What if every time a patient went to the pharmacy to renew their type 2 diabetes medication, they also got information and support to help put their disease into remission by changing the way they eat?
That was the concept behind a ground-breaking 12-week randomized controlled trial in British Columbia. The study, a partnership between UBC researchers and the IPTN, was designed to demonstrate the feasibility and effectiveness of community pharmacists teaching, coaching, and supporting patients with type 2 diabetes to put their diabetes into remission through evidence-based dietary approaches.
A total of 188 patients in 12 communities around Southern BC were randomly assigned to either the usual type 2 diabetes care, or to the intervention, which supported them adopting a low-calorie, low-carbohydrate diet.
Patients were coached to reduce the amount of sugar, and the foods that digest to sugar, in their diet and to fill up on plenty of protein and vegetables while also consuming items in a nutritionally balanced commercial, low-calorie weight-loss program. The pharmacists would then monitor and adjust the patient’s medication to keep the patients’ blood sugar in safe ranges.
Results show intervention helps patients make life changes
The results were promising. The study showed that even before any weight was lost, patients in the intervention had rapid improvement in their blood glucose levels and significant reductions in their diabetes medications. In addition, over the full length of the trial, patients who received the pharmacist support to change their diet also had significant improvements to their weight, cardiovascular risk, and quality of life compared to no improvements for those getting the usual care.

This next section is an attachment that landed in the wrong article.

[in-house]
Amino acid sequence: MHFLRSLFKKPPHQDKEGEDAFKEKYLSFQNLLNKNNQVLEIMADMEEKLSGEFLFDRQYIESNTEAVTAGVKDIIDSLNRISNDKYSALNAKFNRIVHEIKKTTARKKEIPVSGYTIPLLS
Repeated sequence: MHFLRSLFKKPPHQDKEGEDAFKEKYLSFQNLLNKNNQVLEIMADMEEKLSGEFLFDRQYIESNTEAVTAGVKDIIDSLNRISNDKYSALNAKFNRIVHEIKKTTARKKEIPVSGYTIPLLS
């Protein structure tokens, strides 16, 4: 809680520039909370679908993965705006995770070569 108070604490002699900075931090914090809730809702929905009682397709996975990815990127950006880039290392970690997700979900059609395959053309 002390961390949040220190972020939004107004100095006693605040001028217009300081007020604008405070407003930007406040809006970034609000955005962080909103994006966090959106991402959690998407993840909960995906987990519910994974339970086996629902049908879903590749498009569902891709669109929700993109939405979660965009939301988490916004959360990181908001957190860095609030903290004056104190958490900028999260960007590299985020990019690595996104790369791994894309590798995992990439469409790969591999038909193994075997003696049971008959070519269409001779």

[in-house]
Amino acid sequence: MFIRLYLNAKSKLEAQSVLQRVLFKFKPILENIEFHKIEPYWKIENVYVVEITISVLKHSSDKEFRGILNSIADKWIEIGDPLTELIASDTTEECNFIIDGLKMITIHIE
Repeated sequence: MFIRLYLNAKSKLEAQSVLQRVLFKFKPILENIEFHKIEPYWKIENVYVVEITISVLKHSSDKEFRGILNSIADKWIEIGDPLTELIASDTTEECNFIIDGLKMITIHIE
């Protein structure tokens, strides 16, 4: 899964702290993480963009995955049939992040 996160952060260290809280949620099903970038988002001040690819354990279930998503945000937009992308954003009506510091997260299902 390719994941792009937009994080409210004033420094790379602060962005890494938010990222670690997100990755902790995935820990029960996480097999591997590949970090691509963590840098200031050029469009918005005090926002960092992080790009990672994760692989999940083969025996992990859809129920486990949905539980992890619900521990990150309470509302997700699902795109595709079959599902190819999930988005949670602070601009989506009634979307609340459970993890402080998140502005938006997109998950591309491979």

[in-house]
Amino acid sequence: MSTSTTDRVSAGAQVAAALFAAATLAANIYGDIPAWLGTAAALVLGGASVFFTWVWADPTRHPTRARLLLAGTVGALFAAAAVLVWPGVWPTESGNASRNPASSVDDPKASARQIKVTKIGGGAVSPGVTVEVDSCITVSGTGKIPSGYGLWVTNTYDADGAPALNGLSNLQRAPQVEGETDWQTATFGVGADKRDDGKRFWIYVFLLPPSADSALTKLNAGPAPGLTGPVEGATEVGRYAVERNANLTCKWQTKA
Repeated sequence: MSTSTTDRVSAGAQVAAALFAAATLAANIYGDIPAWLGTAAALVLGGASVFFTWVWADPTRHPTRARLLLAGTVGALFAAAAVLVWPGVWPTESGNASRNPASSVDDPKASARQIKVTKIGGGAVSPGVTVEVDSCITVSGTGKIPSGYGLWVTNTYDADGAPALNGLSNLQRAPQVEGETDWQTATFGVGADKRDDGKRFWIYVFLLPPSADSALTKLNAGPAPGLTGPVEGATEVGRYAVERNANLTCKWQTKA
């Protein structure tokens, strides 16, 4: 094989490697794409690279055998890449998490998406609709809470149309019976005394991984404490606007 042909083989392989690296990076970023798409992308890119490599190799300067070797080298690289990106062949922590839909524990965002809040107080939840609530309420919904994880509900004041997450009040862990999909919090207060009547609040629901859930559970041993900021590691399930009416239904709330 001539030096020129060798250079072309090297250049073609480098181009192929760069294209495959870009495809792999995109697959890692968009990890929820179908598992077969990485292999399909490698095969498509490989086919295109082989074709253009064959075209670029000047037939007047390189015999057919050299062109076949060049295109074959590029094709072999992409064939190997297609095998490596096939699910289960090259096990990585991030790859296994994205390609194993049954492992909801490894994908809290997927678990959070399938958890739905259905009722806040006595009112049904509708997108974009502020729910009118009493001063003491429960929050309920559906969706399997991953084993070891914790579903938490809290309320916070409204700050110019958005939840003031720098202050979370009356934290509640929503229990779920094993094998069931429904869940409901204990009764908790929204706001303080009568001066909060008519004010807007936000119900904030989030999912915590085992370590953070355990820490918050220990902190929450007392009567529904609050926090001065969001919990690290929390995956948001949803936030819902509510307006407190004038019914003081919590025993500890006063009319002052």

Published in Nature Communications in September 2021, the study notes that there is strong evidence that diabetes can be reversed through nutritional interventions. However, what is lacking is clear evidence for practical and effective ways that healthcare providers can safely support patients in adopting a dietary approach.
Said the authors: “This study provides RCT level evidence that community pharmacists can effectively and safely implement a dietary intervention that rapidly reduces the need for glucose-lowering medication and improves cardiometabolic health in people with type 2 diabetes within a real-world setting.”
According to the researchers, a particular strength of the study was the pragmatic use of community pharmacists, a convenient, low-cost health provider who has frequent and direct contact with the patient on glucose-lowering medications for their diabetes.
They conclude “pharmacists could be viewed as an accessible and innovative option for implementing community-based and nutritional interventions for people with type 2 diabetes.”